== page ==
I have a signal $y(t)$ that consists of the sum of two signals where one is a time delayed version of the other.

$ y(t) = x(t) + x(t-t_{d}) $

$x(t)$ is known but the time delay $t_d$ is not.

I would be interested to know what (if any) techniques could be employed to recover the time delayed signal from $y(t)$.

I believe for techniques such as ICA it is required to have two receivers to decouple the signals fully however neither signal would be known in advance for this case.

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    $\begingroup$ Can you be more specific, which signal is known: x(t) or y(t)?. Can you give a signal example of what you want to do? $\endgroup$ – Maximilian Matthé Dec 13 '16 at 12:54
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    $\begingroup$ Look up echo cancellation techniques. $\endgroup$ – msm Dec 13 '16 at 14:27
  • $\begingroup$ Still, after your edit you did not clarify the mentioned problems. We cannot help you this way. $\endgroup$ – Maximilian Matthé Dec 14 '16 at 13:11
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    $\begingroup$ This sounds kind of like an XY problem. It is easier to help you if you give a bit more insight as to the end goal that you're trying to accomplish. $\endgroup$ – Jason R Dec 14 '16 at 13:57
  • $\begingroup$ Again, as Marcus Müller mentioned below, why do you want to recover the time-delayed signal x(t-td) from y(t), when you know x(t) already beforehand? $\endgroup$ – Maximilian Matthé Dec 14 '16 at 14:49

A first step consists in exploiting the known properties of your signal, by starting from a transformation that converts it into a more readable form. If it is non-stationary, like a chirp, you can use a time-frequency or a time-scale transform. The picture below is borrowed from Time-Frequency Toolbox:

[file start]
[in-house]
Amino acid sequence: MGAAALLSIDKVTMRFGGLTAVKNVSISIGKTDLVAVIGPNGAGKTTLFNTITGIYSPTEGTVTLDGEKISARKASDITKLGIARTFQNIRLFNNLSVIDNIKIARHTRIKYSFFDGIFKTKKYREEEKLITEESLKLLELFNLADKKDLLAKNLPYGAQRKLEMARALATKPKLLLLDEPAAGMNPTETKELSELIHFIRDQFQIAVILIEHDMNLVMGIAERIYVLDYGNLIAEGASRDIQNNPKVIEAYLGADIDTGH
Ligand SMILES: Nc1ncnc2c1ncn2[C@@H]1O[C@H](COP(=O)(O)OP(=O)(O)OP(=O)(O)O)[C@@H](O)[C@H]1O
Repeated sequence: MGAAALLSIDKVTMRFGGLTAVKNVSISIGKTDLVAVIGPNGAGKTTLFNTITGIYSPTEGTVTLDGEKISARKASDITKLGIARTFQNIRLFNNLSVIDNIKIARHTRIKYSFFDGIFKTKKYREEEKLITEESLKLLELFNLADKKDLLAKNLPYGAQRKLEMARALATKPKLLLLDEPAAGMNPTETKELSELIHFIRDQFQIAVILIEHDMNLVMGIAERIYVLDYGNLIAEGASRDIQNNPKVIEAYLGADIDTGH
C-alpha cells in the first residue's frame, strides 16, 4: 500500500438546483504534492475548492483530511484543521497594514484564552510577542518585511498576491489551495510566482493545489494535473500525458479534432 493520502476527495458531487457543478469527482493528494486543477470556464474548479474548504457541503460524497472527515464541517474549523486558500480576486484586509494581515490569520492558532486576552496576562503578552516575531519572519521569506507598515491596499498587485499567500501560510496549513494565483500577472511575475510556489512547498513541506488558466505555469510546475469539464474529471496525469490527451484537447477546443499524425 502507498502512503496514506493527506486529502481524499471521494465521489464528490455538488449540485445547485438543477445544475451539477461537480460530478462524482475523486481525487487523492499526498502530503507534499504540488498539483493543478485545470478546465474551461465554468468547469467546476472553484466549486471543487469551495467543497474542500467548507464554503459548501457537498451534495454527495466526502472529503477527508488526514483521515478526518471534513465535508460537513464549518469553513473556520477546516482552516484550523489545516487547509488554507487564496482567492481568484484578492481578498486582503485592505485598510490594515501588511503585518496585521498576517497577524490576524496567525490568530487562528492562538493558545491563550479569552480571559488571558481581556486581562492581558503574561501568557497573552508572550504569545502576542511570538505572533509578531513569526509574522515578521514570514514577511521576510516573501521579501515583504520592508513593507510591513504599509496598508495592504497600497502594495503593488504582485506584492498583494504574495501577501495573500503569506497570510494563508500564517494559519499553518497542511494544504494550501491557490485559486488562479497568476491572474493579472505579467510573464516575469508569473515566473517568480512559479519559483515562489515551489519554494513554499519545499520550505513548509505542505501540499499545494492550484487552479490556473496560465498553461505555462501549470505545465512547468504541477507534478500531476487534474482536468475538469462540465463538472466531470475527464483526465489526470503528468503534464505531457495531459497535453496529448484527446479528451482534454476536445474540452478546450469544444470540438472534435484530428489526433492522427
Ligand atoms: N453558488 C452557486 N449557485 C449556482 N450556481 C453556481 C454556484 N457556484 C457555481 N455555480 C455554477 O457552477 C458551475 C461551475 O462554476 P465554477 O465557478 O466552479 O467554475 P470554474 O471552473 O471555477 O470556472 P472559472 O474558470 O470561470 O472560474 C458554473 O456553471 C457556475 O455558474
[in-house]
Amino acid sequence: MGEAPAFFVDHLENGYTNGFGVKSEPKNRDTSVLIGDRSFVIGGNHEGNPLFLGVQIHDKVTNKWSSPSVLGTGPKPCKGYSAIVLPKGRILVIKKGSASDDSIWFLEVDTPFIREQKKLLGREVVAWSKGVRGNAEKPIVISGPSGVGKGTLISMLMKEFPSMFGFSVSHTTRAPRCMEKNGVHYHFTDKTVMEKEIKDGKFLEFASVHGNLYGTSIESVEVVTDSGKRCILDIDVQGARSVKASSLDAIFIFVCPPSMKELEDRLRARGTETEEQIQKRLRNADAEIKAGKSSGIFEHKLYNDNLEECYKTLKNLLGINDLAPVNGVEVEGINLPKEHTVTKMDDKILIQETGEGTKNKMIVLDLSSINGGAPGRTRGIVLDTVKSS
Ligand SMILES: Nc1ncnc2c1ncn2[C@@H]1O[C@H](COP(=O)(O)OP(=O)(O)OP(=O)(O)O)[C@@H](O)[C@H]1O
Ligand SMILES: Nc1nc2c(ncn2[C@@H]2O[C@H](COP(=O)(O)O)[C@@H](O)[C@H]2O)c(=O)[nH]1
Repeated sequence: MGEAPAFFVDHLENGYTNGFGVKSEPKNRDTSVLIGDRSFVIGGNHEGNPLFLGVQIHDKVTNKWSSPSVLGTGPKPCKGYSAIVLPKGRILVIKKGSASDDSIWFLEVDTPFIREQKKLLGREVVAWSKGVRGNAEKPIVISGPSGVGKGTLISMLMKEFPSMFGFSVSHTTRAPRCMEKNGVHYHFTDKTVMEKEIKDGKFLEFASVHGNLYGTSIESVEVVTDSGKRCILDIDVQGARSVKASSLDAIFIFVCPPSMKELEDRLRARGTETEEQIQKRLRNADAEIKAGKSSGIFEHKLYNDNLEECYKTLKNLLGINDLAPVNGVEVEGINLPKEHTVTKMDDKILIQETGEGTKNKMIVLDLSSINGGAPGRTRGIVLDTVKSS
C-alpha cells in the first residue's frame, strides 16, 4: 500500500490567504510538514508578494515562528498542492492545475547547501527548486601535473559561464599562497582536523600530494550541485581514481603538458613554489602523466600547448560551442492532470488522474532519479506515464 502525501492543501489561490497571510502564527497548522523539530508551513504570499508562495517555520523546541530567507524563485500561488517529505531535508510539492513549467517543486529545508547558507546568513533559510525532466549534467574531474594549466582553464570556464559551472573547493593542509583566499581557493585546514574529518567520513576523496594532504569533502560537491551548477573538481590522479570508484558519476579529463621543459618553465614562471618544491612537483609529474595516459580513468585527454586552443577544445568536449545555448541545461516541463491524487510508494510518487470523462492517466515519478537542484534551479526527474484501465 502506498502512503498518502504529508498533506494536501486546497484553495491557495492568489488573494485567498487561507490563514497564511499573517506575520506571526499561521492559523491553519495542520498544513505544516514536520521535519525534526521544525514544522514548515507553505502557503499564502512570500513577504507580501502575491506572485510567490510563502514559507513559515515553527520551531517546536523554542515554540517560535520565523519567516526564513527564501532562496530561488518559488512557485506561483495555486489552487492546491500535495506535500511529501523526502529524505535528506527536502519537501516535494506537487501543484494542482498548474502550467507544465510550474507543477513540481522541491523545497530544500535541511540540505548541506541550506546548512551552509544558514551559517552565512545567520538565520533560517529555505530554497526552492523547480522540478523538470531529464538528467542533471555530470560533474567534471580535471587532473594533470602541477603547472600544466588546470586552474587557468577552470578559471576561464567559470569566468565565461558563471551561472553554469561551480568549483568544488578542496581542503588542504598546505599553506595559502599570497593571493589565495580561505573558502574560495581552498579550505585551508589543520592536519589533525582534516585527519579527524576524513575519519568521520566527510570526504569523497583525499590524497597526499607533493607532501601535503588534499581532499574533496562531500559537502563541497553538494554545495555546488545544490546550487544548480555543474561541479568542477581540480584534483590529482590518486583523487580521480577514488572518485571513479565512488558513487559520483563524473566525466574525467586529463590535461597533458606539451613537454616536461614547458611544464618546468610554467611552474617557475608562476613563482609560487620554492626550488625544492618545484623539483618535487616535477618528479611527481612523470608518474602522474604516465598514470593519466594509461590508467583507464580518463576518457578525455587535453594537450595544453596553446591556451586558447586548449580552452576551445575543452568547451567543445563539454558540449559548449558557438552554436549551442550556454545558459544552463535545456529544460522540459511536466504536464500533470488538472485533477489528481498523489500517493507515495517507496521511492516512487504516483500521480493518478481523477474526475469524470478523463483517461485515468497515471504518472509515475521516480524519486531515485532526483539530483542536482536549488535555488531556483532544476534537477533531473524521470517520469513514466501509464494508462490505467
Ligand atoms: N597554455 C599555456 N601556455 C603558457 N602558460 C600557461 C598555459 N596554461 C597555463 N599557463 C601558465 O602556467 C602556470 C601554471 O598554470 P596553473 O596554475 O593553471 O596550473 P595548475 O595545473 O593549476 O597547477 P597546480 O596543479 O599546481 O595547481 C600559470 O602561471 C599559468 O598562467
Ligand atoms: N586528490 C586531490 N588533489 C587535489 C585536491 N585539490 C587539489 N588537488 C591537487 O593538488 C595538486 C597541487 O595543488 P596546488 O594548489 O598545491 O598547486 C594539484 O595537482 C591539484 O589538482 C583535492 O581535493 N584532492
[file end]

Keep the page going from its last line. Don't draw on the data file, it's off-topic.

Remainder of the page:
While the signal looks complicated, the delay between the two offset chirps becomes apparent in a time-frequency plot. Then, the first option, if you have chosen an invertible transformation, is to crop the part of the image concerning the second chirp, set the rest to zero, and invert.

Then, if you have the knowledge of the original signal, you can plug other separative techniques in, like source separation techniques, and adaptive matched filtering. The problem can be reframed to echo cancellation. A similar problem appears in geophysics under the name of multiple suppression. The following papers perform the adaptive filtering in wavelet domains. The second one adds constraints, which could be helpful to restrict your delay within some interval:


You can employ cross correlation of the received signal with the signal you know that is contained.

Fs = 1000;
t = np.arange(0, 2, 1./Fs)
s = lambda t: np.cos(2*np.pi*10*t*t)

t0 = 0.5

single = s(t)
signal = s(t) + s(t-t0)

plt.plot(t, signal)
plt.plot(t, single)

plt.plot(t, np.correlate(signal, single, 'same'));

Program output

The delay between the peaks is the time distance between both signals.

  • $\begingroup$ Thanks, I am not trying to extract the time delay itself rather decouple the time domain signals from each other. $\endgroup$ – CatsLoveJazz Dec 13 '16 at 11:50
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    $\begingroup$ @CatsLoveJazz that doesn't make any sense. You say you know the original signal, why would you then try to recover it from the sum? Also, decouple is pretty much not a defined term here. $\endgroup$ – Marcus Müller Dec 13 '16 at 14:01
  • $\begingroup$ If by decouple you mean remove the delayed component, you can simply subtract a delayed version of the signal from itself. In other words - a simple filter with kernel [1,0,0,...(delay length)...,0,0,-1] $\endgroup$ – Speedy Dec 14 '16 at 13:57

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